Data security is a major concern for all CIOs. This has been addressed from access and identity controls through encrypting data in transmission through to securing data at rest, on disk or on tape.

The difference today is that threats are more sophisticated and business practices are more dependent on IT practices that span each organisation from individuals through to the data centre. The requirements for sound information governance include company practices, as well as financial reporting standards and legal issues, such as the Data Protection Act.

Penalties for poor practice can be significant, not only to the company, but also to the individuals concerned. Examples of the consequences of operational failures include fines, loss of confidence in the organisation and the brand, loss of standing with colleagues or loss of employment and, in the extreme case, corporate failure.

Recognising the risk
The first security measure is usually providing a “key to the door”, ensuring that access is only given to approved persons. There are other challenges such as defining access routes to information sources to enable identity checks and denial of service policies. However, the main risk is usually from within the organisation.

The value of data to a business is immeasurable. So what happens if it is not available or if an unauthorised individual gains access to corporate information? How can this actually occur?

- Recently there was a case in India where someone was selling customers bank account details;
- Account and contact details of users of Yahoo were stolen in the US;
- Magnetic tapes were lost in transit with personal financial data included;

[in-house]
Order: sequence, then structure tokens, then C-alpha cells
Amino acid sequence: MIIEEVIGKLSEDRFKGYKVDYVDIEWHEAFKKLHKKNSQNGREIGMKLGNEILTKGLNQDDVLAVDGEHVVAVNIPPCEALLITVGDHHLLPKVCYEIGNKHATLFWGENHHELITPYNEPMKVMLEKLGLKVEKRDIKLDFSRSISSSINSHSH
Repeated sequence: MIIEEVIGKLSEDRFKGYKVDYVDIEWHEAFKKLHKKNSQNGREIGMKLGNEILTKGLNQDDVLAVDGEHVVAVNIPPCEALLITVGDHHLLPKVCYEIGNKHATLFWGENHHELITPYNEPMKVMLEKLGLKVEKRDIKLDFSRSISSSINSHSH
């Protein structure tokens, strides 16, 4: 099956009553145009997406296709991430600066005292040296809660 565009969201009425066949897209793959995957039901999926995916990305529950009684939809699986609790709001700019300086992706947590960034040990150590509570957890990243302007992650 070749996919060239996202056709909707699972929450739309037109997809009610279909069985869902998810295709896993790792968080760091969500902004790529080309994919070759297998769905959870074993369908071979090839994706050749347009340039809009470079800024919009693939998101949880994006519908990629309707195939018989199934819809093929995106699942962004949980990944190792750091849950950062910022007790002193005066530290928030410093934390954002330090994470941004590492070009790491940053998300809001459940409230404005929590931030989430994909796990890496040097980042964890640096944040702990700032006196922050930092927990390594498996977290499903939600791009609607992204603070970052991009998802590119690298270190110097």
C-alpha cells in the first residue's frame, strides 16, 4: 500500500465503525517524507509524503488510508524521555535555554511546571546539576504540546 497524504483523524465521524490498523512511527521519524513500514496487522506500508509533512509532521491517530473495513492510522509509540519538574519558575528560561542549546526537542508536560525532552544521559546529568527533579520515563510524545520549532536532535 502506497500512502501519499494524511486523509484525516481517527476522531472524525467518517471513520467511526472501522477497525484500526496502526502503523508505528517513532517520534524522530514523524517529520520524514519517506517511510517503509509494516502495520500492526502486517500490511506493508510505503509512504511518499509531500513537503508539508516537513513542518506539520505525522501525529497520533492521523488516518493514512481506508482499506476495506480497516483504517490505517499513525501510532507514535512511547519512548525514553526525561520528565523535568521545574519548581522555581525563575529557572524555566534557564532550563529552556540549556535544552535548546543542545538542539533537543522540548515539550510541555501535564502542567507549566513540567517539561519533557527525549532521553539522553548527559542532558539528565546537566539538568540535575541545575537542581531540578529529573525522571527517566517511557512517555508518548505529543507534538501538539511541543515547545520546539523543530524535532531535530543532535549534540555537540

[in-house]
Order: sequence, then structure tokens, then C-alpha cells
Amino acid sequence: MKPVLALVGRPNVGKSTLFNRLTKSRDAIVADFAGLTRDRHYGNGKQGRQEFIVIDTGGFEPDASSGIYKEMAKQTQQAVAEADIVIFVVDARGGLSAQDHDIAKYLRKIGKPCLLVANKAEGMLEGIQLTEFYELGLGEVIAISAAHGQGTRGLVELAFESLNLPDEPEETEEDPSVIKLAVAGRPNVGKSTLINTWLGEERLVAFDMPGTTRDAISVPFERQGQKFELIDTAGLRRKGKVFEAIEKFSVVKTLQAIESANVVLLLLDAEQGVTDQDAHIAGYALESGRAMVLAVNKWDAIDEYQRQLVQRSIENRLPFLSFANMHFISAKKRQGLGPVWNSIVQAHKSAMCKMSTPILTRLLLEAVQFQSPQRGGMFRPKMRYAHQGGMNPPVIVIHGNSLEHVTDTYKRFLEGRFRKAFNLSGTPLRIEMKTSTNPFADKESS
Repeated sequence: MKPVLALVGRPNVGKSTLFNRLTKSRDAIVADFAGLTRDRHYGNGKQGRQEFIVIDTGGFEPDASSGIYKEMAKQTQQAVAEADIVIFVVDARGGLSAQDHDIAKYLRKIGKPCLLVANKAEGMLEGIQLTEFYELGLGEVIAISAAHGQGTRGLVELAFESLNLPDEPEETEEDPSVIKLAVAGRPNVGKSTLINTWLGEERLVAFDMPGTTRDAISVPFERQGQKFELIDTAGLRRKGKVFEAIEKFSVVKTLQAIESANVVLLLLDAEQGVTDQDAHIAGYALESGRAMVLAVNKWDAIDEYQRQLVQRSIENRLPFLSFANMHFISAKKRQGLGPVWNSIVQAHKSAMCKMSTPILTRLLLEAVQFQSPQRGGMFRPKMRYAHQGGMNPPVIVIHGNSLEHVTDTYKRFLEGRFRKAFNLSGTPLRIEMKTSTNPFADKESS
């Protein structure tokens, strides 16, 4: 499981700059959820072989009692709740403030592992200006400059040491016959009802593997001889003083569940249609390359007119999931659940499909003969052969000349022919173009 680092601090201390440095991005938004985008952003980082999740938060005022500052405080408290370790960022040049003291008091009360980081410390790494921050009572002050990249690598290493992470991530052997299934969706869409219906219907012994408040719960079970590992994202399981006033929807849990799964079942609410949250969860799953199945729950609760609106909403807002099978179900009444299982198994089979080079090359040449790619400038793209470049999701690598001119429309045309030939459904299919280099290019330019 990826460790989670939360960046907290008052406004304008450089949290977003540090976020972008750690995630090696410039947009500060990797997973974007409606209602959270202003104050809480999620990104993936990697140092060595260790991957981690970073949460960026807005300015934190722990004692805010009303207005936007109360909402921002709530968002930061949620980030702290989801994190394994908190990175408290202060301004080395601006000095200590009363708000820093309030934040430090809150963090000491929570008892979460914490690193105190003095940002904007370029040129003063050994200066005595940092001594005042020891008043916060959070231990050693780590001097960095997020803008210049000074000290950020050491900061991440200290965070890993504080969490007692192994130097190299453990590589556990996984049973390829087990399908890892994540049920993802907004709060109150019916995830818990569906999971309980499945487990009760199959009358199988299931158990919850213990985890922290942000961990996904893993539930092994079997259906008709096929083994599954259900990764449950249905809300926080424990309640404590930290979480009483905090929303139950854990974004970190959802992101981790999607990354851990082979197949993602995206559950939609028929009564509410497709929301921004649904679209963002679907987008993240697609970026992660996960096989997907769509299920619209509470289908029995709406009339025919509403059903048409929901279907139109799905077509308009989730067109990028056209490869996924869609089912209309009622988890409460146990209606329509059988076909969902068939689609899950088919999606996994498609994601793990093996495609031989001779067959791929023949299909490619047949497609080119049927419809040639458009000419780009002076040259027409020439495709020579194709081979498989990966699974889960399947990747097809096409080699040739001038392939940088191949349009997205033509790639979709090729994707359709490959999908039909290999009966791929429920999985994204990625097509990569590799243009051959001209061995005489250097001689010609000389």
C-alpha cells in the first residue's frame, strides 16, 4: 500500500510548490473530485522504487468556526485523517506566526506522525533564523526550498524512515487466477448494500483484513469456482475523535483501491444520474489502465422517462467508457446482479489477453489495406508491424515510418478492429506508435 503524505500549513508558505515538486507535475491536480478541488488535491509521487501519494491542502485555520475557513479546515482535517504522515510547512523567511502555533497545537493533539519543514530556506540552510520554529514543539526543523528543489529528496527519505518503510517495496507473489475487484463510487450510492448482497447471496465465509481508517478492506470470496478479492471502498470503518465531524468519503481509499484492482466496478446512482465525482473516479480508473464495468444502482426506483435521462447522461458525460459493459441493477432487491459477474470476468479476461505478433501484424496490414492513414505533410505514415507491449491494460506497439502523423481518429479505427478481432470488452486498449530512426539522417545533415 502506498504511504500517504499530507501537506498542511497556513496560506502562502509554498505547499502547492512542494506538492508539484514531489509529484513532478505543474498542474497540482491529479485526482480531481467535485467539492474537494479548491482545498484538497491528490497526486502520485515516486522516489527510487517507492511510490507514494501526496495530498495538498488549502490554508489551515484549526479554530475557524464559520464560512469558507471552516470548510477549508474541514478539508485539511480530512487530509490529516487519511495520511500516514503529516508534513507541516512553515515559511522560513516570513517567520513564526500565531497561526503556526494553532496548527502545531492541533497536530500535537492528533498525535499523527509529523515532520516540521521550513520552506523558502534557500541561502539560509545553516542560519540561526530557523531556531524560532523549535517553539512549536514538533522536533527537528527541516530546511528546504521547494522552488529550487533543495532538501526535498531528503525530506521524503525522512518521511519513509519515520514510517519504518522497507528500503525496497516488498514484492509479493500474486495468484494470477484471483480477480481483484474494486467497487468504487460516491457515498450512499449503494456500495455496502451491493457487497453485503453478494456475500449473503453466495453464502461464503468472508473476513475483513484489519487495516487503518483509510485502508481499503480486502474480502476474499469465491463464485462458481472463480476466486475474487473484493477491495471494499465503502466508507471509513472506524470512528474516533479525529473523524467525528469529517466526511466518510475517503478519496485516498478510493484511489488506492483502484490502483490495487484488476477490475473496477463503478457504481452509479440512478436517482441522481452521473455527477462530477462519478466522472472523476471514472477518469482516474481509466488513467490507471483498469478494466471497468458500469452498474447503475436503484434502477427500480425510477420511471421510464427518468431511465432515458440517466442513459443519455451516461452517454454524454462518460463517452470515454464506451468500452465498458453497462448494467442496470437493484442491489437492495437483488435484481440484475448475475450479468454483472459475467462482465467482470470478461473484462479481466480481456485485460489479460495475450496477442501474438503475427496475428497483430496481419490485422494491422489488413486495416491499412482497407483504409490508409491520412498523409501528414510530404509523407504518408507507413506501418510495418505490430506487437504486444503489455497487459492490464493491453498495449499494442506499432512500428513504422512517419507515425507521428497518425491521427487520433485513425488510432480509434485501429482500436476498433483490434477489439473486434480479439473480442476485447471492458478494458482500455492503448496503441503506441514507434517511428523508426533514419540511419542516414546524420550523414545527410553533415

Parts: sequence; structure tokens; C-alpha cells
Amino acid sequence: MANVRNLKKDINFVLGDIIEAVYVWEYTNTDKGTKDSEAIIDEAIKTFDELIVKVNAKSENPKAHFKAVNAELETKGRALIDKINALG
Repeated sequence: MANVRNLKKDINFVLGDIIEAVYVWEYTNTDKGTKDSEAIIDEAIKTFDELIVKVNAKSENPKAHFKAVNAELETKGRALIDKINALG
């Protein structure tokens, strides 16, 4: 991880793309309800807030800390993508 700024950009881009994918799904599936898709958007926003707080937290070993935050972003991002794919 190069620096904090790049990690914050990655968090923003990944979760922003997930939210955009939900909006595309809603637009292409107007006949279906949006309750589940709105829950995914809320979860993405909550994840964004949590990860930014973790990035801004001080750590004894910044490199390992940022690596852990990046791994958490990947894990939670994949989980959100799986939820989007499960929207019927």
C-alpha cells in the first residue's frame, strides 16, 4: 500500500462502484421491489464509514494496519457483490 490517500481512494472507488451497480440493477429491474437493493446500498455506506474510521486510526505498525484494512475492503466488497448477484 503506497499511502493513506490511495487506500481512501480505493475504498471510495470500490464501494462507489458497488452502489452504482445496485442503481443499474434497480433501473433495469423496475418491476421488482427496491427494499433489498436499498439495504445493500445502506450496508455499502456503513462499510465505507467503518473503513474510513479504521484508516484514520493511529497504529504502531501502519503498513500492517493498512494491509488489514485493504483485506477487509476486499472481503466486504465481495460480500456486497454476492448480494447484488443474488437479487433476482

- Personal computers, being passed on to a charity following use within a major corporation, included private data that should not have gone outside the organisation;
- Back-up tapes being delivered to the wrong owner from the offsite vault;
- A company’s back-up tapes being left in a toilet.

The risk of company data falling into inappropriate hands is high and the consequences can be significant to the business or to the individuals concerned or responsible for the safekeeping of the data. To protect against this, companies must consider how they will secure information, whether it is in the data centre, in remote offices or on employees’ laptops. Data encryption will become a standard practice.

Selecting an encryption process
There are choices that have to be made as to what the most appropriate encryption method for any company is. These choices relate to what data is to be encrypted and at what stage the data will be encrypted.

Taking the case of magnetic tapes that are used for back-up or archive data, adding appropriate routines when the data is being written to tape is the basic option. These are available from companies such as Symantec, CA, Legato and Bakbone. Data compression must be considered beforehand since it is difficult to compress data once it has been encrypted. And who manages the encryption keys is also an issue.

When there are large volumes of data, performance can be an issue. In such cases companies such as DISUK, NeoScale and Decru have solutions. The appliances offered have different approaches to security and key management.

While all vendors support the DES and AES standards, the recognition that some of these ciphers can be broken, becomes an issue. The earlier 56 bit key size can now be broken easily. Current developments support 128 and 256 bit keys. Additionally, some devices will split the data stream, encrypt the data and interlace the data stream before writing, increasing levels of security.

Selecting what to encrypt
The above example has focused onto magnetic tape, because it is a readily removable media. But data on disk may also need to be encrypted. This can be for archive purposes, as supported by EMC, or additional operational security.

Then there is the type of data that will be encrypted. Should this be business critical data, personal data or all information? These are decisions that must be addressed by all companies.

CIOs and business managers have a responsibility to ensure systems operate in a secure fashion and all data within these systems is fully protected. Information is a key asset of any organisation. The evolving practices of corporate and information governance mean that information must be held in a secure and trusted way for operational as well as long term archive data. Encryption of data, critical to the organisation, will become a standard practice.